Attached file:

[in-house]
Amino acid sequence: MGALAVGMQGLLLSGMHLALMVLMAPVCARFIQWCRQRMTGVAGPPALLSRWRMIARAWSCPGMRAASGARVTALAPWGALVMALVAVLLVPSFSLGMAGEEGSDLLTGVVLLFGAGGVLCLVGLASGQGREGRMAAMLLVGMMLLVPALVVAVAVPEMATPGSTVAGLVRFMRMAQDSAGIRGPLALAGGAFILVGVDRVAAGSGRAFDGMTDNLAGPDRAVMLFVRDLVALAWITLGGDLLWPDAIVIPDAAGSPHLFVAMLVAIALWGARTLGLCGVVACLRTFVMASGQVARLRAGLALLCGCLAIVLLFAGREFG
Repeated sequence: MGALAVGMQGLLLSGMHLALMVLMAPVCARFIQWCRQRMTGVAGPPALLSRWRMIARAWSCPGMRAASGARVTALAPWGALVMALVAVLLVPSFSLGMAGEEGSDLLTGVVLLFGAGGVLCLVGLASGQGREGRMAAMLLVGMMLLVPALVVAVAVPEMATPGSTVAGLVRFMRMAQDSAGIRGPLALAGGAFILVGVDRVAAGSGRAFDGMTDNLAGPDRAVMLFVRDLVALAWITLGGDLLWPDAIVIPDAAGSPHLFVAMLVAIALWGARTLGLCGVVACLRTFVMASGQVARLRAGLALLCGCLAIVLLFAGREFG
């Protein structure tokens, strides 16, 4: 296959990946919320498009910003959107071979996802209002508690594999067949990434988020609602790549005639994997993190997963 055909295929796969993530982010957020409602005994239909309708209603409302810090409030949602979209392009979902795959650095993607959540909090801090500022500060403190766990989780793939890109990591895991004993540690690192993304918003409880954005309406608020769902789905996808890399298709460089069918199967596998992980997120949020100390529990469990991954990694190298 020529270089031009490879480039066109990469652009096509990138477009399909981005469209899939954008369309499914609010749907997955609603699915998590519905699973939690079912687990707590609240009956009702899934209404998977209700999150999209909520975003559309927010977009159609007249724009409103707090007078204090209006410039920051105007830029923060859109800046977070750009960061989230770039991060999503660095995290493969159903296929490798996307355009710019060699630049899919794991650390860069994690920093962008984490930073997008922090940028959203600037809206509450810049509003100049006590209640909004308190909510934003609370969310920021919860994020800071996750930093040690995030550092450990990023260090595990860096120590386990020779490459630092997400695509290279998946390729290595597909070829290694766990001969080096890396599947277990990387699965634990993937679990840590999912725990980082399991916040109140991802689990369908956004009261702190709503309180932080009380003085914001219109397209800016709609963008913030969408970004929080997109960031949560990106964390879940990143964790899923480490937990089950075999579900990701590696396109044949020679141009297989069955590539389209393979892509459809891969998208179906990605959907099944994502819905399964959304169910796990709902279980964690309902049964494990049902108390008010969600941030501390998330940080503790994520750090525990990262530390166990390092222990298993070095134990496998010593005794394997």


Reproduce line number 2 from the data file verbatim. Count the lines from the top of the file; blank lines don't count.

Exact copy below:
Amino acid sequence: MGALAVGMQGLLLSGMHLALMVLMAPVCARFIQWCRQRMTGVAGPPALLSRWRMIARAWSCPGMRAASGARVTALAPWGALVMALVAVLLVPSFSLGMAGEEGSDLLTGVVLLFGAGGVLCLVGLASGQGREGRMAAMLLVGMMLLVPALVVAVAVPEMATPGSTVAGLVRFMRMAQDSAGIRGPLALAGGAFILVGVDRVAAGSGRAFDGMTDNLAGPDRAVMLFVRDLVALAWITLGGDLLWPDAIVIPDAAGSPHLFVAMLVAIALWGARTLGLCGVVACLRTFVMASGQVARLRAGLALLCGCLAIVLLFAGREFG